Like An Animal was followed by two EPs in 2019, Sunday Morning Cereal and Don’t Go Wasting Time. The former was infused with heavy funk influences, from the squelchy bass and vocal fuzz of “Stop Thinking (About Me)” to the dreamy psychedelia of “Busy”. The seven-track Don’t Go Wasting Time was an ambitious leap that shone a brighter spotlight on Templeman’s extraordinary range, encompassing pop, indie, rock, Latin and prog influences. It’s all the more impressive upon learning that, around this time, Templeman ended up in hospital, where he was diagnosed with childhood lung disease.
“It doesn’t really bother me, but I’m one of those ‘vulnerable to Covid-19’ people, so I’ve been shielding since March,” he reveals. “It’s been a long summer!” Until the diagnosis, Templeman and his family thought he had bad asthma. You wouldn’t think he had any sort of condition to hear him – or, indeed, see him onstage. “It can get messy,” he laughs. His gigs, including a sold-out London show at COLOURS in Hoxton, are raucous affairs, filled by screaming fans only too happy to catch him whenever he hurls himself offstage. After a string of UK performances last year, including his triumphant Radio 1 Introducing Set at Reading and Leeds festival, he’s eager to get back to it.
And why wouldn’t he be? 2020 has already seen the release of his best EP to date, the irrepressible Happiness in Liquid Form, which has achieved millions of streams – not to mention praise from the likes of The Guardian and NME. Templeman refers to the title track as “colourful sugary disco pop”, but there’s plenty more to love besides that. Writing with Justin Young of The Vaccines fame has instilled a new confidence in Templeman’s songwriting. You can hear it in the cheeky bounce of “My Best Friend” – which will remind listeners of Billie Eilish’s insouciant charm – and the infectious Caribbean sound on “Things I Thought Were Mine”.
“I listen to everything!” Templeman says, explaining how he came to have such a broad range of references. This is a teenager who will just as happily discuss John McLaughlin and Miles Davis as he would The Weeknd and Harry Styles. “I think some people might consider me as ‘just’ an indie artist, but my music is a broad mix,” he continues. “There are modern influences, but also a lot of prog, classic jazz, funk… I like to play things that people don’t expect, that hit you right in the feels.”
He praises his label, Chess Club Records, for helping him to “come out of my shell a bit” and be the charming, exuberant and driven young man he is today. “I’ve definitely become more open,” he nods. “I didn’t always know how to talk to people before, and I could get pretty anxious. I’d get scared, but everyone’s really nice!” He’s eager to become one of the voices of a generation determined to change the world: “Everyone at my school was so intelligent and well-informed. Young people have more of a voice now than ever.”
Templeman now has his eye on 2021, with a brand-new collection of songs on the way – the superb Forever Isn’t Long Enough – that he describes as “the best representation of what I’m about”. “Each song is different but linked,” he says. The mini-album opens on the thrilling rhythms of “Shady” – produced by Tom McFarland from the Mercury Prize-shortlisted collective Jungle. From there, you’ll be hooked, whether to the strut of “Wait, I Lied” (with nods to Gnarls Barkley and Justin Timberlake), or the gleaming “To You”, which recalls the sound of The Weeknd’s chart-dominating 2019 album, After Hours.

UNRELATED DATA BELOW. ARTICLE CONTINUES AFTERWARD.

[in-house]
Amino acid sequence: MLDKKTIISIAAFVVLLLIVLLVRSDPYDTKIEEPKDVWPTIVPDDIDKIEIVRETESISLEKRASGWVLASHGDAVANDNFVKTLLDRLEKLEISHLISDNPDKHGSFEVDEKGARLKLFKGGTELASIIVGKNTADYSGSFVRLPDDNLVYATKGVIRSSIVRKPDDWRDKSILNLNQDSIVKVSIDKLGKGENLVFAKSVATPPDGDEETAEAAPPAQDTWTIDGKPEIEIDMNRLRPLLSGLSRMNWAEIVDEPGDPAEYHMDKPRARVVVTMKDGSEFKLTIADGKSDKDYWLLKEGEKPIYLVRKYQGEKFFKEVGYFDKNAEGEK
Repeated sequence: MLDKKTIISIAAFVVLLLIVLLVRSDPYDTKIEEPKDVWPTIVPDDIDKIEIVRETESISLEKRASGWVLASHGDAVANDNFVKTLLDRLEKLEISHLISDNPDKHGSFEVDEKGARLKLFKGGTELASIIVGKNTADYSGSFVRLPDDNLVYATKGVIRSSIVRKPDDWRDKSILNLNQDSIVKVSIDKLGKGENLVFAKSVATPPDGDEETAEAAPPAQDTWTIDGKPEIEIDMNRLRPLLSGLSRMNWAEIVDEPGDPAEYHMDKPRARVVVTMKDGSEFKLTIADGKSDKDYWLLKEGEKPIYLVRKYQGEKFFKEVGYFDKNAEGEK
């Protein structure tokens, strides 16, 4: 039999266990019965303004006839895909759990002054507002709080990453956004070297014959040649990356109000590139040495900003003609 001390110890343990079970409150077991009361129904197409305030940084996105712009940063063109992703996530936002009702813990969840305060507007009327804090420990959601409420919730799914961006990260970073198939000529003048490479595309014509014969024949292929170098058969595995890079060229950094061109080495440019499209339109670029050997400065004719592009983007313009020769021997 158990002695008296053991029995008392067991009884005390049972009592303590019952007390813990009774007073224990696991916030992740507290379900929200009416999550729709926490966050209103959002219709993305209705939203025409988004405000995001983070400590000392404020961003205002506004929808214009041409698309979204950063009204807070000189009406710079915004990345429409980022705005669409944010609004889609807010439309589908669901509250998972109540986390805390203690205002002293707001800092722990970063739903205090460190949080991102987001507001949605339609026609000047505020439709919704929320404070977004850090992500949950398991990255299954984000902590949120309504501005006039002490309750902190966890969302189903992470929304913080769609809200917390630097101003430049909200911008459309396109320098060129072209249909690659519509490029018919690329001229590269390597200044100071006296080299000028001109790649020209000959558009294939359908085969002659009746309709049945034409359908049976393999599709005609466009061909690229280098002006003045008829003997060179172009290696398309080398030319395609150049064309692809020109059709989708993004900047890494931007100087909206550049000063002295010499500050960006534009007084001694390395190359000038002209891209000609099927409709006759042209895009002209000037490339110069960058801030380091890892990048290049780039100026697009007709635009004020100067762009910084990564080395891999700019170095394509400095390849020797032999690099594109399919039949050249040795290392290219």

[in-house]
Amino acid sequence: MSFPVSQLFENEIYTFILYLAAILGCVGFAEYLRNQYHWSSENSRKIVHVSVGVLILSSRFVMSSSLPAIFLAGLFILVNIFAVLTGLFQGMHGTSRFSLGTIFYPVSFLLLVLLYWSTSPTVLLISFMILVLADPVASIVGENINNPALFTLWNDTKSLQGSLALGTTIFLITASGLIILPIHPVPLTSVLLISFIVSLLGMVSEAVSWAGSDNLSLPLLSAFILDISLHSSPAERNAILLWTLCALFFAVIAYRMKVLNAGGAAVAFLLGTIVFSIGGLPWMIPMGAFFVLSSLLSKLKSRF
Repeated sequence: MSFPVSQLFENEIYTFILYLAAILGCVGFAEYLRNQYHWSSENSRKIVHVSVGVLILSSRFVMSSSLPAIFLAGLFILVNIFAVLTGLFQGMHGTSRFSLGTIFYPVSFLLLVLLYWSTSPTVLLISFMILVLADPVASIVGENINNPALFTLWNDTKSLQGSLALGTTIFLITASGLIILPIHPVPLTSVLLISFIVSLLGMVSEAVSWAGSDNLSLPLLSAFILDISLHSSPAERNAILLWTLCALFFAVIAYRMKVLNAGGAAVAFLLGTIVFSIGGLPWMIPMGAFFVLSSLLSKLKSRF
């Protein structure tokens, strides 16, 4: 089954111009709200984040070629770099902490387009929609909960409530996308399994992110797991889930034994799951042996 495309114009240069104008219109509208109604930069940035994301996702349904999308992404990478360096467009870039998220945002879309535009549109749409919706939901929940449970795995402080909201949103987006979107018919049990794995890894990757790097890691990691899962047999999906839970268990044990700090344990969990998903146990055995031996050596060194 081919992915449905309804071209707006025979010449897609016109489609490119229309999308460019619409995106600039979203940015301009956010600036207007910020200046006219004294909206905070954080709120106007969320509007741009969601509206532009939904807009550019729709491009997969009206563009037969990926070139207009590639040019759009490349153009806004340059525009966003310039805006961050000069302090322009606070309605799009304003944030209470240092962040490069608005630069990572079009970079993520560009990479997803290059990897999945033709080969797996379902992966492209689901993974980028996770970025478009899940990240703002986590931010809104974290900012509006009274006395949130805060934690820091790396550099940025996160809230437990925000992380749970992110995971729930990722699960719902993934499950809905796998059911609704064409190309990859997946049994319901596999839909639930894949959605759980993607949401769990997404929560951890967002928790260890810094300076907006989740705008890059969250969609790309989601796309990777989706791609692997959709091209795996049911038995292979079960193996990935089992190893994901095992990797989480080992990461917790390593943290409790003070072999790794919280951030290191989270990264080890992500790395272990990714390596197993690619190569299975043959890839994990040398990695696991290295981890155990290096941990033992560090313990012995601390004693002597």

“My mum kept wanting to hear what I was working on, but I can’t show anyone until a song’s finished,” Templeman laughs, thinking of the reaction his fans will have when they hear this new material. He wants to do as many shows as possible when he gets back on the road, performing to a fanbase that now stretches around the world. “I want those new experiences,” he says. “2021 is going to be massive.”
From the East End of Glasgow, “the prince of bedroom pop”, Joesef, is modernising soul music through jazz inspired lo-fi pop instrumentals, all from his bedroom. Crafting personal, love-lorn songs of heartbreak that evoke a sense of nostalgia, Joesef has been creating a soundtrack to moments of intimacy.
Calling himself “an emotional sad boy”, the frankness of Joesef’s lyrics are unflinchingly self-aware and are an honest insight into his life experiences & relationships.
We’re thrilled to be bringing the ferociously talented up-start Alfie Templeman to Beyond The Woods to top the bill of what’s set to be an incredible party to kick off 2021’s festival.
We’ve teamed up with tastemaker and new music champion Abbie McCarthy to bring her Good Karma Club to our main stage on the Friday night. Abbie’s chosen some of her favourite acts to play and we can’t wait, you can check out her lineup below.
And there’s plenty more where that came from, watch this space!
Master Peace is a 19 year old South Londoner who has managed to captivate the ears of this generation with his own hybrid indie street sound. His combination of infectious hooks and a live show that will blow your mind has quickly solidified himself on the cool kid circuit of London as the new head turner. A fan of artists such as Phill Collins, Tracey Chapman & The 1975 developed the nucleus of his own sound into one thing – Good Music.
With “PDA” and “Buck Me” being crowd favourites he has the correct balance of good energy and great songs leaving you believing that the future of millennial music is in very safe hands.